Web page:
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Overview Submitting Reports to the NPDB Reporting Medical Malpractice Payments Reporting Adverse Clinical Privileges Actions Reporting Adverse Professional Society Membership Actions Reporting State Licensure and Certification Actions Reporting Federal Licensure and Certification Actions Reporting Peer Review Organization Negative Actions or Findings Reporting Private Accreditation Organization Negative Actions or Findings Reporting Exclusions from Participation in Federal or State Health Care Programs Reporting Federal or State Health Care-Related Criminal Convictions Reporting Health Care-Related Civil Judgments Reporting Other Adjudicated Actions or Decisions

Q&A: Reporting Other Adjudicated Actions or Decisions

  1. A federal hospital terminated the employment of one of its nurses after an investigation determined that the nurse had physically and verbally abused several patients. The nurse was afforded due process. Should this action be reported to the NPDB?

  2. A health plan terminated contracts with several psychologists in its network because the plan determined it already had too many psychologists in that geographic area. Should this action be reported to the NPDB?

  3. A health maintenance organization (HMO) terminated the contract of one of its physicians for sexually harassing a nurse. The HMO also took a professional review action to revoke the physician's network participation. The HMO's standard operating procedures require that practitioners be afforded due process when contract actions are taken for cause. The standard operating procedures also require a committee of peers to make all network participation determinations. What should be reported to the NPDB?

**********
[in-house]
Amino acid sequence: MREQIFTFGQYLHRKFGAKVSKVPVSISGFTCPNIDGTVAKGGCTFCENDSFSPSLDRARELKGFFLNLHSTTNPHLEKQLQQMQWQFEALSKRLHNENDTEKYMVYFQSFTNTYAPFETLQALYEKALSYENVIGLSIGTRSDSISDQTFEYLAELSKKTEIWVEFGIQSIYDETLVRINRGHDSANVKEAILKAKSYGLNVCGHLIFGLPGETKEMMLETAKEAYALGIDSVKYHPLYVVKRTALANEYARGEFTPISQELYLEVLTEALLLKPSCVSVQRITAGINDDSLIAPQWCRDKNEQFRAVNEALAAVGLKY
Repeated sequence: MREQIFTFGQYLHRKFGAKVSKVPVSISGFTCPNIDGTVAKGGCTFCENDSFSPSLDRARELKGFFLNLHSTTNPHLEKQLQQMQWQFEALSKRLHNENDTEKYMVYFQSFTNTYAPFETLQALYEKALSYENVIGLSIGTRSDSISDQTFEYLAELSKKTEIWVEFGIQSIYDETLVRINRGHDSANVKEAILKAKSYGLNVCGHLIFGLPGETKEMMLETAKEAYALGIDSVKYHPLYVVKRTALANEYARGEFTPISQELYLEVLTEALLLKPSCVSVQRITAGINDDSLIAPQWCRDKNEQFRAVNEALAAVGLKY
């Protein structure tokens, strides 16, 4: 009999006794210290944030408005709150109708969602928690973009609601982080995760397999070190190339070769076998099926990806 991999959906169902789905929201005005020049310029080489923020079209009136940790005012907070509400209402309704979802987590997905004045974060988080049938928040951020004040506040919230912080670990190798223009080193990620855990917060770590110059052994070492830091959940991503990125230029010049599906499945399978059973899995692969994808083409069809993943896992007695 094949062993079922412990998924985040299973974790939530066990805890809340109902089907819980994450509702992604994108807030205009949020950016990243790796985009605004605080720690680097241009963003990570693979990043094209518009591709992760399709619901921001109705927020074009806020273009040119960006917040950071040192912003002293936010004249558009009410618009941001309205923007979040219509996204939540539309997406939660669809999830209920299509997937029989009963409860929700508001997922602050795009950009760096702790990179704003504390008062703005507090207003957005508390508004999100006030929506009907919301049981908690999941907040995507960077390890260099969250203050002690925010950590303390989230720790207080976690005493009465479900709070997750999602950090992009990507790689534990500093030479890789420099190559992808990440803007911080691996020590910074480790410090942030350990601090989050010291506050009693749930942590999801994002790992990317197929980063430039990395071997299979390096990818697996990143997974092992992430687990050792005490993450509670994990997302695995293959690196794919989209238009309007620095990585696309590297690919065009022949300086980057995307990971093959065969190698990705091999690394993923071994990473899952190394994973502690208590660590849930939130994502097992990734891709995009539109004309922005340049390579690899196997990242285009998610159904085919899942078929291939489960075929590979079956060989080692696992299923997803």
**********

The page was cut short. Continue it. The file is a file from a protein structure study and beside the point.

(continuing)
4. A health care entity terminated a physician's contract for causes relating to poor patient care, which in turn resulted in loss of network participation. Should this be reported to the NPDB using one or two reports?

  5. After an investigation and formal hearing, a state hospital suspended without pay one of its physician employees after discovering that the physician had misrepresented his credentials on his employment application. Is this reportable?

  6. A health plan determines that a pharmacy had been improperly substituting generic compounds for certain prescribed brand-name drugs and terminates the pharmacy's contract. While reaching its decision, the health plan employed the due process safeguards it had set in place. Is the termination reportable?

  7. After he disclosed conduct to the OIG as part of a settlement agreement, a physician agreed to pay $30,000 for allegedly violating the Civil Monetary Penalties Law. The physician disclosed that he employed an individual who he knew or should have known was excluded from participation in federal health care programs. The settlement did not involve a finding or admission of liability. Should this be reported to the NPDB as an "other adjudicated action or decision"?

  8. The OIG pursued civil money penalties against a hospital for allegedly failing to provide an appropriate medical screening examination and stabilizing treatment. The patient was told to go home and follow orders from his primary care provider. Two days later, the patient went to another hospital's emergency department, was admitted to the intensive care unit, and then died due to H1N1 influenza. The first hospital agreed to pay $25,000 to settle its liability for civil money penalties under the Emergency Medical Treatment and Active Labor Act. The settlement did not include any findings or admission of liability by the hospital. Should this action be reported?

  9. The OIG pursued civil money penalties against a physician because the physician and his medical practice allegedly billed Medicare improperly. The physician appealed the decision to impose a civil money penalty to the HHS Departmental Appeals Board. The administrative law judge assigned to the case found in favor of the OIG and upheld the imposition of the civil money penalty against the physician. Should these money penalties be reported?

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